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2 min read

Teachers and Students Learn Computer Science Together

Maxcy Dimmick is a teacher at Jarrett Middle School in Springfield, Missouri. She has taught many different subjects during her 34 years of teaching, including junior high and high school math, K-12 instrumental and vocal music, and American history. Maxcy has a Bachelor of Arts in Music Education and a Master of Education with an emphasis in Information Technology. Maxcy and her husband raise and show Missouri Fox Trotters. She also enjoys knitting and baking.

Hello! My name is Maxcy Dimmick, and I teach Project Lead The Way (PLTW) at Jarrett Middle School in Springfield, Missouri. I am in my 34th year of teaching. This school year is my second teaching PLTW but my first teaching Introduction to Computer Science 1 and 2.

I must admit that I was very excited, but a little apprehensive, about teaching this course. After all, I had very little experience writing code myself, so how was I going to teach it? But with the excellent professional development and support provided by PLTW, as well as the unfailing support of my principal and my district, I forged ahead with my class, confident that my students and I could figure it out together.

Oftentimes, unable to contain their own enthusiasm, they jumped ahead of my instruction, writing code and making the projects their own before I could even make it around the room to answer questions. They instinctively answered each other’s questions and helped struggling students catch up. I have been amazed and encouraged by the way they have fostered such a positive, collaborative environment in our classroom. It has been a great help to me, as I can only answer one student at a time, and usually several have questions. Each student, at some point in the semester, has taken a leadership role and helped another student with a problem. Several students have emerged as leaders, as many students look to them first with questions.

What surprised me the most was their creativity. From the very beginning, many students were finding a way to write a unique program tailored to their own interests and expressing their own personalities. I honestly never thought of writing code as a creative outlet, especially at this early stage of learning. But my students had a completely different idea about that. Making their programs uniquely their own was a very high priority for them. Now that we are creating projects based completely on their own ideas about need and content, their creativity is even more apparent.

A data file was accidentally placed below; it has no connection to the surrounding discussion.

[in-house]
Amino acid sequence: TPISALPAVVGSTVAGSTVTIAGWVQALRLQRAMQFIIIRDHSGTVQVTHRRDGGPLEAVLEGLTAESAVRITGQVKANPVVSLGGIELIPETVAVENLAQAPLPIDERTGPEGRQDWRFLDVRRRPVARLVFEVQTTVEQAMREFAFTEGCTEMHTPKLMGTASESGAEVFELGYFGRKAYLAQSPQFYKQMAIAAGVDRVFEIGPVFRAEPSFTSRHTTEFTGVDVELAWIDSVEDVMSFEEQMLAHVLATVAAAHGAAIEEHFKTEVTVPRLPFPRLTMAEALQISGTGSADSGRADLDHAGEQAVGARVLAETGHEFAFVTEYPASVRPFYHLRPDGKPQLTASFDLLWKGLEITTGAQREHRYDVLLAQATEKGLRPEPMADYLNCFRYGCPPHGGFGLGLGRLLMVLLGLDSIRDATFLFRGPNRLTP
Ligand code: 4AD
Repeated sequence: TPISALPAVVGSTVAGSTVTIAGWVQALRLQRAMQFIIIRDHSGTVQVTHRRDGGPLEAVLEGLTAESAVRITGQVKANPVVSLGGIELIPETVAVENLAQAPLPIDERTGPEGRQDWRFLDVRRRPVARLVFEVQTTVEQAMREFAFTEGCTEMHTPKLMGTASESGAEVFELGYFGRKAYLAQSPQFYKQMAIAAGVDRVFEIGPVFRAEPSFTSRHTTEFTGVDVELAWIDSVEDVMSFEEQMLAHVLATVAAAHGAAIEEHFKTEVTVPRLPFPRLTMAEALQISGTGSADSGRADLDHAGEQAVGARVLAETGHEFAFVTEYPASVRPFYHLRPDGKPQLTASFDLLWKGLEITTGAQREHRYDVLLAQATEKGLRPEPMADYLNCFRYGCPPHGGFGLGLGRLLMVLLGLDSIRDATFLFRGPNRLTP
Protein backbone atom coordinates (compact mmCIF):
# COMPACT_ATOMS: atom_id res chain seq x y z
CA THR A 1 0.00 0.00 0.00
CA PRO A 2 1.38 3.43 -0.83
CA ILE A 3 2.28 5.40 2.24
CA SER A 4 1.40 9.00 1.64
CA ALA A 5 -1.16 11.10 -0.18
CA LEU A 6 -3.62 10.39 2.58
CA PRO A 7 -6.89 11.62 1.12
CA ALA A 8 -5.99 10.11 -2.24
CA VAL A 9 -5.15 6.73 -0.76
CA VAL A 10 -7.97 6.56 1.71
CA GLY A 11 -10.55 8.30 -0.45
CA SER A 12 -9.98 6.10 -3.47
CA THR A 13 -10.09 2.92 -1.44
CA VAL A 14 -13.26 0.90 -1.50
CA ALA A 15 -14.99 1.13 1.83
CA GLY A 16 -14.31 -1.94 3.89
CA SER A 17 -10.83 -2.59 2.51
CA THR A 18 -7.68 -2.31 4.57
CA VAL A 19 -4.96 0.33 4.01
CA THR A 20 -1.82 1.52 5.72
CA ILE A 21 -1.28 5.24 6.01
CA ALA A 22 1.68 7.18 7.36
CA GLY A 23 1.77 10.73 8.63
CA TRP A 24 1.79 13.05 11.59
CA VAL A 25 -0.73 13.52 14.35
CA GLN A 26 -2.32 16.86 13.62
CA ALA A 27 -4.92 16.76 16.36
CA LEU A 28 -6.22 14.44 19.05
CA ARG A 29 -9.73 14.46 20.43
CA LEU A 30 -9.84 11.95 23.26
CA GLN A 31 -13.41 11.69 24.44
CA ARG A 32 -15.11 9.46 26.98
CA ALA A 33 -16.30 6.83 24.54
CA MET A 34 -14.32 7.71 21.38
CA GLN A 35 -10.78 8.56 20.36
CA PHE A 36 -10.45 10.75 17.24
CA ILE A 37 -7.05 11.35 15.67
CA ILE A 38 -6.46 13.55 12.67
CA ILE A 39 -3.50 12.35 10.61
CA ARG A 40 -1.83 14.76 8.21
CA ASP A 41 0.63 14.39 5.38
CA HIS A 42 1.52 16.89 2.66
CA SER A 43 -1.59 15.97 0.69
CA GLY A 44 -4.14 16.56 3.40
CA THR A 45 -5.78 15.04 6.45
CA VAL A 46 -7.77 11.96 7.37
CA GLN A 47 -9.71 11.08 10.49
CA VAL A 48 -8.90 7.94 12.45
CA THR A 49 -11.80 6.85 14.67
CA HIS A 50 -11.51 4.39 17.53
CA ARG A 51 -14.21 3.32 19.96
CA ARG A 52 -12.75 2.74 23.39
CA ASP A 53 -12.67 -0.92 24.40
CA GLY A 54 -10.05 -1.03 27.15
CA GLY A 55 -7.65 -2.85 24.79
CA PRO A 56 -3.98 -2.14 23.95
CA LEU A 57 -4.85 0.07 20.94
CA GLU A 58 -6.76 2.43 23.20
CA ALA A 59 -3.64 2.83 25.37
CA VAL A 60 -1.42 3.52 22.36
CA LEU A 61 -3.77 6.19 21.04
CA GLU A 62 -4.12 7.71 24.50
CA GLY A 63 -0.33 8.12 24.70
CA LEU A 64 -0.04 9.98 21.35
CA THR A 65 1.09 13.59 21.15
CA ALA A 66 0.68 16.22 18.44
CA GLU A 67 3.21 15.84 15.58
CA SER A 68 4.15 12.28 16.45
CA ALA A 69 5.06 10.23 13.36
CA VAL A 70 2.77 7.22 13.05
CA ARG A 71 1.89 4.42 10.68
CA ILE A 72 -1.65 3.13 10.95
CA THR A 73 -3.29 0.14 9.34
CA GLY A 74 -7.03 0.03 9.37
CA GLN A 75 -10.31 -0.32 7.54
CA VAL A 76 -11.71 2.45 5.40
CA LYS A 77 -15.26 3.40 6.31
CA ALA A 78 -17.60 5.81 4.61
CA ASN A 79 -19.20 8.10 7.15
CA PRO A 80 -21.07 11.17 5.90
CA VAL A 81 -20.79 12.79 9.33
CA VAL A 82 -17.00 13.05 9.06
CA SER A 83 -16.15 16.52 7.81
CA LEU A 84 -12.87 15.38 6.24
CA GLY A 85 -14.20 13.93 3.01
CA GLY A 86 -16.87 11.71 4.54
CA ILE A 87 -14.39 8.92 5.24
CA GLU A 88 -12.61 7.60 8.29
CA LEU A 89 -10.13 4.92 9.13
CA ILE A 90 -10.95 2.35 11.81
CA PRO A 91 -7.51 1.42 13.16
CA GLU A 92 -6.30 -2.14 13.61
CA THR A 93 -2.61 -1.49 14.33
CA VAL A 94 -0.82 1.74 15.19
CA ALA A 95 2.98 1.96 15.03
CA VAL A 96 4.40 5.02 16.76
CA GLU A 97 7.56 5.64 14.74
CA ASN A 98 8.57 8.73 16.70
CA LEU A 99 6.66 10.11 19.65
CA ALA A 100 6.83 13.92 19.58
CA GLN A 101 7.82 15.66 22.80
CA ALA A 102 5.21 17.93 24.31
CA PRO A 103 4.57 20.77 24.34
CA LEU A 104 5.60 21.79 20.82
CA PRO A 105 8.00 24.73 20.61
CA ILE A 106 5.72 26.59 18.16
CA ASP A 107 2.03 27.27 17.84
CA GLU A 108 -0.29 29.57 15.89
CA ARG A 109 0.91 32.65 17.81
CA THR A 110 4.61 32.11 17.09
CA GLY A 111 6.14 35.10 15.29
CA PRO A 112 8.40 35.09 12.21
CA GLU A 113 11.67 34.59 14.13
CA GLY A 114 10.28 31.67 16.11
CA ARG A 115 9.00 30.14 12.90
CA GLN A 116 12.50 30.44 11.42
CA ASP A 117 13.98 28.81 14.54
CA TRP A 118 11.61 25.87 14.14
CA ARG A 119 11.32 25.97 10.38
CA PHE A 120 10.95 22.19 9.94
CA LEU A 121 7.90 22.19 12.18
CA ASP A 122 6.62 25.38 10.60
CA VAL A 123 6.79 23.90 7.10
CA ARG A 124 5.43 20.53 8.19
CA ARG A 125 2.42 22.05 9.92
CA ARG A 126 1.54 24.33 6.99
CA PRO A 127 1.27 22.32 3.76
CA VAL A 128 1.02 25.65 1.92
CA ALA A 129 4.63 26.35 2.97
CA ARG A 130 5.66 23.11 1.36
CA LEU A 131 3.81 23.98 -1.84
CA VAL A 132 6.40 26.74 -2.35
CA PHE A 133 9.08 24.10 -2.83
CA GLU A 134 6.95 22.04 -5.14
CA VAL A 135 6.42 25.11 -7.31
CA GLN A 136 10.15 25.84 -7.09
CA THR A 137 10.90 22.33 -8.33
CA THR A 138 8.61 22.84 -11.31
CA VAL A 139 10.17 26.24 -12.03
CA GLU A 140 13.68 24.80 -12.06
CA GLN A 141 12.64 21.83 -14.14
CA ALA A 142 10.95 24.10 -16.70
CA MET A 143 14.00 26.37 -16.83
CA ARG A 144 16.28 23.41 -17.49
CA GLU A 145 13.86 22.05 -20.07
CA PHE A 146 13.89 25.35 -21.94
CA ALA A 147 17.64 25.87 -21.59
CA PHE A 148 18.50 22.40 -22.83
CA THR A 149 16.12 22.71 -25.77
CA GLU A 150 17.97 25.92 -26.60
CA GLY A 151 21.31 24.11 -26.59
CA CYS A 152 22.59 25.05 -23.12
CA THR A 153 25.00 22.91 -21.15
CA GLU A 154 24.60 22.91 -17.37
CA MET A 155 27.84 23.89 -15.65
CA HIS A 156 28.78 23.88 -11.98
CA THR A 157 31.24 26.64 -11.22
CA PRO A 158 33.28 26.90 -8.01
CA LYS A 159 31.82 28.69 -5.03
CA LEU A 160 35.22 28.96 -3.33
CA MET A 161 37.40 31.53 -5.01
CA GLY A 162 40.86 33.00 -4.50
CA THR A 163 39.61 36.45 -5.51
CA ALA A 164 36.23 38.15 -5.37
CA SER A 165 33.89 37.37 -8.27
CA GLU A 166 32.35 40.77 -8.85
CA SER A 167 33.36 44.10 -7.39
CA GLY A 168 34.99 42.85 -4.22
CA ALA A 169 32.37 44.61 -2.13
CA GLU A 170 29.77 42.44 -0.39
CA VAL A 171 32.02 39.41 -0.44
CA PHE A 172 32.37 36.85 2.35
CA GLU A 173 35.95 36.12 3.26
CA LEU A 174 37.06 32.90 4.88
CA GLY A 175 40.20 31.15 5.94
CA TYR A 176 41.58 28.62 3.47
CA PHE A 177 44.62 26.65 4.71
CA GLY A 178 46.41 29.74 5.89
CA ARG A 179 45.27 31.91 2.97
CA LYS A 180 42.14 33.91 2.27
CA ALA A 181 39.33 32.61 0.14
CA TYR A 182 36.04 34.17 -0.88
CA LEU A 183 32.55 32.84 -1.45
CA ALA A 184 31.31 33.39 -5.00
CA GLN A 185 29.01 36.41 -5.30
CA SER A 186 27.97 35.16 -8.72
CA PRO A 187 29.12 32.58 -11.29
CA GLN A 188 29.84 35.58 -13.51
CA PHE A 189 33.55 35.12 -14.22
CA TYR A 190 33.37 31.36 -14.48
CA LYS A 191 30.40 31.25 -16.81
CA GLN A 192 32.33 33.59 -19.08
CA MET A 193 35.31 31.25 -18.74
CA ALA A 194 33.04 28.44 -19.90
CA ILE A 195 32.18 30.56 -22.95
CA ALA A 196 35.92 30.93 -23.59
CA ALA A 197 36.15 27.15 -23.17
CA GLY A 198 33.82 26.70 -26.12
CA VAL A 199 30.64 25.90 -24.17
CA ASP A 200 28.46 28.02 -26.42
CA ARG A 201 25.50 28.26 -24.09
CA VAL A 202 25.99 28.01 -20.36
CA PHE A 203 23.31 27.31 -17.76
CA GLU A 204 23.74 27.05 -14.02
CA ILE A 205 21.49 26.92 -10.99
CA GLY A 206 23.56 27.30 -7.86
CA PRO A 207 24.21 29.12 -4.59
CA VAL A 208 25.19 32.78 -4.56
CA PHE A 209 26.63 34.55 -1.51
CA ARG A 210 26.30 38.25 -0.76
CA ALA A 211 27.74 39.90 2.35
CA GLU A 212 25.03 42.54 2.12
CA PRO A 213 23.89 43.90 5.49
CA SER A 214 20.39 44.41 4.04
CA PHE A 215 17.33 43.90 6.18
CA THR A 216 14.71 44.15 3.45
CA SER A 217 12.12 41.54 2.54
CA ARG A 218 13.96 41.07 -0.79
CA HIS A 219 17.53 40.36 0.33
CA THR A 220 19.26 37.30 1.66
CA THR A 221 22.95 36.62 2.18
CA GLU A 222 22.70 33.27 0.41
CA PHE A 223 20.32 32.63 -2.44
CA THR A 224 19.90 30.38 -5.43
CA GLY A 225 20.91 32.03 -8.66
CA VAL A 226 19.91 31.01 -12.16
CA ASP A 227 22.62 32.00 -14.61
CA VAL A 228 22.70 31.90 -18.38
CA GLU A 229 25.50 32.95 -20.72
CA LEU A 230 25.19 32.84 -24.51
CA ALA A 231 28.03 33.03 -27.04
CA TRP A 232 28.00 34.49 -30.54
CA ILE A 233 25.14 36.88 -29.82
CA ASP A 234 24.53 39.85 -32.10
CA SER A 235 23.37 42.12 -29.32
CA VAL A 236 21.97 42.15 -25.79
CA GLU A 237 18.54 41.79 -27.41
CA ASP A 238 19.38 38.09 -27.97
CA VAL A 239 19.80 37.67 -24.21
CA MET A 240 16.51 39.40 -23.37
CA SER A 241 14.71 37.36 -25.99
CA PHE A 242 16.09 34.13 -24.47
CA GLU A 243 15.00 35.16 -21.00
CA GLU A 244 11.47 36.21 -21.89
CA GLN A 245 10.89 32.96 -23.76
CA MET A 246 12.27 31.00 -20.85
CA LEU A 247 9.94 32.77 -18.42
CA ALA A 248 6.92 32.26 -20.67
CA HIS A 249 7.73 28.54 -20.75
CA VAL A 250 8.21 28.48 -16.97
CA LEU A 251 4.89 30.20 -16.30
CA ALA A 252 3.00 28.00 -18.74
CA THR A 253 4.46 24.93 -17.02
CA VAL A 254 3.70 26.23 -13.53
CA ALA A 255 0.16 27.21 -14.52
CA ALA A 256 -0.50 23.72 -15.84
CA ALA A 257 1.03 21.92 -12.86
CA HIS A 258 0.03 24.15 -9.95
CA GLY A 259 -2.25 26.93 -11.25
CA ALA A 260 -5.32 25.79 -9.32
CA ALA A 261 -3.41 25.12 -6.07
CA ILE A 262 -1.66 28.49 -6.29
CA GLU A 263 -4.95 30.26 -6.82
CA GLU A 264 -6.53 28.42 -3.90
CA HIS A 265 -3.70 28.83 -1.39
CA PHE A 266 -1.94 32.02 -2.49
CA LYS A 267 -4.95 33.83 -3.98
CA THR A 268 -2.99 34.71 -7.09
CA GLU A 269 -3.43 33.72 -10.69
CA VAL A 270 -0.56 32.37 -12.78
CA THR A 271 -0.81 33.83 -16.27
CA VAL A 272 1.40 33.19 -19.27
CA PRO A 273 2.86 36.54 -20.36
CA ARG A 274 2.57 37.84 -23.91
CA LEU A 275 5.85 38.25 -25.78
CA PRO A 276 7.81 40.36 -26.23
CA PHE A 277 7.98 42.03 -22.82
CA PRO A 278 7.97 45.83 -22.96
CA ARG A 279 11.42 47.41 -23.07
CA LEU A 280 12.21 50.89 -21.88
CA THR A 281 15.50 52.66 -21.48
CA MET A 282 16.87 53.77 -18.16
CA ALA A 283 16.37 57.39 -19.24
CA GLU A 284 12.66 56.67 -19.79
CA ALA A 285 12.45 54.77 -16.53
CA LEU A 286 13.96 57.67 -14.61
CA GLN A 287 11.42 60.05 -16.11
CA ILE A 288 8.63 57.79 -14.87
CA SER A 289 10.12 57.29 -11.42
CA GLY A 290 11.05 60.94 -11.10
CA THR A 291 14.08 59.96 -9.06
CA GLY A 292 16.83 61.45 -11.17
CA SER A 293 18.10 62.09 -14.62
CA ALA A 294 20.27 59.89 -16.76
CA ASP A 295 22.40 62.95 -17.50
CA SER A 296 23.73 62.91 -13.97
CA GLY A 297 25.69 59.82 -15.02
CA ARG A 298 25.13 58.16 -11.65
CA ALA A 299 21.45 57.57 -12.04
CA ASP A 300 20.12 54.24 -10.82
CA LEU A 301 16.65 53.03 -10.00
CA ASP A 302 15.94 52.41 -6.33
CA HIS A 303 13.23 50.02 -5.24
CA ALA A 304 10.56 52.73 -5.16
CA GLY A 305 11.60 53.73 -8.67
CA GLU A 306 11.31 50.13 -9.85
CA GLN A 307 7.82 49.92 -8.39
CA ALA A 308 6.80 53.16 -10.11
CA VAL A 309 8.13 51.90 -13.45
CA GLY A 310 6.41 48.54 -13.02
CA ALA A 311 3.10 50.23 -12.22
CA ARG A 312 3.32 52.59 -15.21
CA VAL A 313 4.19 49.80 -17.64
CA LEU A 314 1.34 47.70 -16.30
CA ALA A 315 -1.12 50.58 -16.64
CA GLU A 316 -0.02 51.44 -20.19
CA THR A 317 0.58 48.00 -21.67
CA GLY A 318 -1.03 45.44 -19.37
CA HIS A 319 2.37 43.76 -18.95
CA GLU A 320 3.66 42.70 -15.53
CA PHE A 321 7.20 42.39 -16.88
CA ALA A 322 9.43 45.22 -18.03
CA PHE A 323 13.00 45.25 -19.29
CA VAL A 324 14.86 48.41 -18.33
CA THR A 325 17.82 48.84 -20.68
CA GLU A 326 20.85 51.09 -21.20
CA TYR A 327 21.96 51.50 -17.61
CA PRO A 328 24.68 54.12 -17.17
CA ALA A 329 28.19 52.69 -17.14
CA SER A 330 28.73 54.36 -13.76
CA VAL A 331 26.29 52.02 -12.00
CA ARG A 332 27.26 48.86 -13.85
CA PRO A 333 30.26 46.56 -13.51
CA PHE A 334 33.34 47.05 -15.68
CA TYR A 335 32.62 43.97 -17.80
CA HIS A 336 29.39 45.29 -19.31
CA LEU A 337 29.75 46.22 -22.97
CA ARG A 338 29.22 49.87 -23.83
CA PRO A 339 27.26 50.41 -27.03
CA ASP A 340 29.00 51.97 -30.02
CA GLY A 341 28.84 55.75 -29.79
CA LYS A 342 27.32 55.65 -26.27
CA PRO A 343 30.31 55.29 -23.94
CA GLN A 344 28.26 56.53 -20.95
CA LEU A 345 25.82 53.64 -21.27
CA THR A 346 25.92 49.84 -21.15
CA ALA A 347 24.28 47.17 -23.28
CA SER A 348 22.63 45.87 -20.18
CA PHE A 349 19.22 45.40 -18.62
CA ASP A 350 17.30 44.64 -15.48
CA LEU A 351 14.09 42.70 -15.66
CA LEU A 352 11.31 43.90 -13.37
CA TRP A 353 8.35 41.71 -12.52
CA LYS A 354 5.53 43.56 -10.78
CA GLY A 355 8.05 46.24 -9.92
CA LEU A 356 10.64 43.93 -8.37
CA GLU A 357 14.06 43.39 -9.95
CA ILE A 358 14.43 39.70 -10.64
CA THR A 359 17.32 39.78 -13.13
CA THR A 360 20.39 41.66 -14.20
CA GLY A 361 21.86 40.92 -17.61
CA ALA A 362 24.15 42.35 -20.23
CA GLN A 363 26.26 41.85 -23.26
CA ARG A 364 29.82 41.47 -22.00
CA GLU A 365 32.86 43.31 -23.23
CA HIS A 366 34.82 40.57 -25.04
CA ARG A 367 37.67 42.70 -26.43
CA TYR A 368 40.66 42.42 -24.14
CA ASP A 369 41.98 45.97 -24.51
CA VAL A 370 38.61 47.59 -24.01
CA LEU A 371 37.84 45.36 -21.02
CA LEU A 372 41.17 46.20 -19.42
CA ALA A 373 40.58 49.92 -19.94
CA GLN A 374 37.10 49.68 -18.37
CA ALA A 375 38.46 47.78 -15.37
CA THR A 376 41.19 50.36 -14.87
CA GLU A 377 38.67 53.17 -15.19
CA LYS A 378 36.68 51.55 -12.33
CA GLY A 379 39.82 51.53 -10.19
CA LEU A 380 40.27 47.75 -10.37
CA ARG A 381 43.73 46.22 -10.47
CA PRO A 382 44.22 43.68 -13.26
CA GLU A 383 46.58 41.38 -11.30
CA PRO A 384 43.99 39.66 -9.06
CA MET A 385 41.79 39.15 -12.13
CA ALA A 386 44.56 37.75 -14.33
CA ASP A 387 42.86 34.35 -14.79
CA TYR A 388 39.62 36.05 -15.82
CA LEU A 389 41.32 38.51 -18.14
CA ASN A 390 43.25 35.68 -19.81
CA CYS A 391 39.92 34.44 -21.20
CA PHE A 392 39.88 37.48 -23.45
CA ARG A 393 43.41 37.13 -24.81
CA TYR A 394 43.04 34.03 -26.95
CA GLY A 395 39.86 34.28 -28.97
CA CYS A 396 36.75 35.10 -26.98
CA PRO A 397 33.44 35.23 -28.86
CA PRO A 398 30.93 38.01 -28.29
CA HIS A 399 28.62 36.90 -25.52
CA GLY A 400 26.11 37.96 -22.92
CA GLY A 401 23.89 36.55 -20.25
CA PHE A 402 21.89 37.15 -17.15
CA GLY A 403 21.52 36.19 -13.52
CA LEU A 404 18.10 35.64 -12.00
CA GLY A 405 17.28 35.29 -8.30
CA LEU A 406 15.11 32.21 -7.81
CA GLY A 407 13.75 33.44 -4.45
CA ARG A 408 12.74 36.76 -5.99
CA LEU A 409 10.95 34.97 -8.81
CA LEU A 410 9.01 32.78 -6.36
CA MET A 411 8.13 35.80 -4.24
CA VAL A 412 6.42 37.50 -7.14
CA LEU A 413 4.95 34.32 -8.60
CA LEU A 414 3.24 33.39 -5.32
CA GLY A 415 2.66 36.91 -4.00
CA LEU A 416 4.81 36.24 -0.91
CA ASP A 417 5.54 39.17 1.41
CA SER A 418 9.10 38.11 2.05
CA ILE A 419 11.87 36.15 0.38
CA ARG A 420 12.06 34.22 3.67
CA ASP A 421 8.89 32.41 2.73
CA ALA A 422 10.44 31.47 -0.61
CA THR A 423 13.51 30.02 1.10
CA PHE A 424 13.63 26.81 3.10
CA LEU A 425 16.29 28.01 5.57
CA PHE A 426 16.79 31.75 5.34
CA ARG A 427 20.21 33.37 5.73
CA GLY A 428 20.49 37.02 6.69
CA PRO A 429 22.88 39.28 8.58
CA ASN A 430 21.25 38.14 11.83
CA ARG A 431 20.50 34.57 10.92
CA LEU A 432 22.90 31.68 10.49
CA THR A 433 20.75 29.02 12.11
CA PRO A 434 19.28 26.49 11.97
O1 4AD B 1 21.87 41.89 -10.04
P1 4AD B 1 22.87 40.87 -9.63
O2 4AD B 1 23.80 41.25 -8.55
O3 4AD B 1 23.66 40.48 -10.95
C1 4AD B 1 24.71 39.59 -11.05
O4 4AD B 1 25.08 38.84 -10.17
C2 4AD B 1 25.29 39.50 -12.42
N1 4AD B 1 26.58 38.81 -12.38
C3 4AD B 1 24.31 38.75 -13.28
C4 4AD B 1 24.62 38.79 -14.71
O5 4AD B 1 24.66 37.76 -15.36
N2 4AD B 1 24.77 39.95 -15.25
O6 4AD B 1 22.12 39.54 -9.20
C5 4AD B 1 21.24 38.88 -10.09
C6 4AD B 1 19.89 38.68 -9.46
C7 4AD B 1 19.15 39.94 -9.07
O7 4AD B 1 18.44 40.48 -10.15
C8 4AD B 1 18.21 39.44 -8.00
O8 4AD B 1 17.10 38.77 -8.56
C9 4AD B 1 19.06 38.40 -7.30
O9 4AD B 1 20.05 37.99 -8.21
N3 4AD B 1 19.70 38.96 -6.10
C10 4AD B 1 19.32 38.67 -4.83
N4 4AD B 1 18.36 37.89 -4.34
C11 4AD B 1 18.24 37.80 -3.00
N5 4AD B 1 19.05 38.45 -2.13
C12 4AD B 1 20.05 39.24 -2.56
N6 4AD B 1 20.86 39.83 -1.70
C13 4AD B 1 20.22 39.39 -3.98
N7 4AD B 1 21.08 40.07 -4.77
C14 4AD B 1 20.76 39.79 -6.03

Another positive, if more predictable, outcome is the high level of engagement and enthusiasm that the students exhibit. Students enter the room excited about their projects and ready to get started. Discipline problems are non-existent, as it is difficult to misbehave and write code and collaborate with a partner, all at the same time.

However, I would not describe the classroom as quiet and studious – far from it! There are heated discussions as well as frequent bursts of laughter. When a commotion erupts in one part of the room, students from another part of the room will wander over and see what the fuss is about. They then share the event or idea with their partners and sometimes adjust their projects accordingly.

As an educator, one of the most satisfying outcomes of this class to me is the shift in the students’ attitudes about problem solving. Students no longer see it as a teacher-directed activity. It is simply a means to an end, as it should be. I have enjoyed watching and listening as groups of students define problems, suggest solutions, and implement plans with little or no teacher direction. I cannot help but think that this shift in attitude will serve them well as they continue their academic progress and beyond.

As much as my students have learned and changed during this course, they have not learned or changed as much as I have. I continue to be amazed and impressed by my students and can’t wait to see what they do next.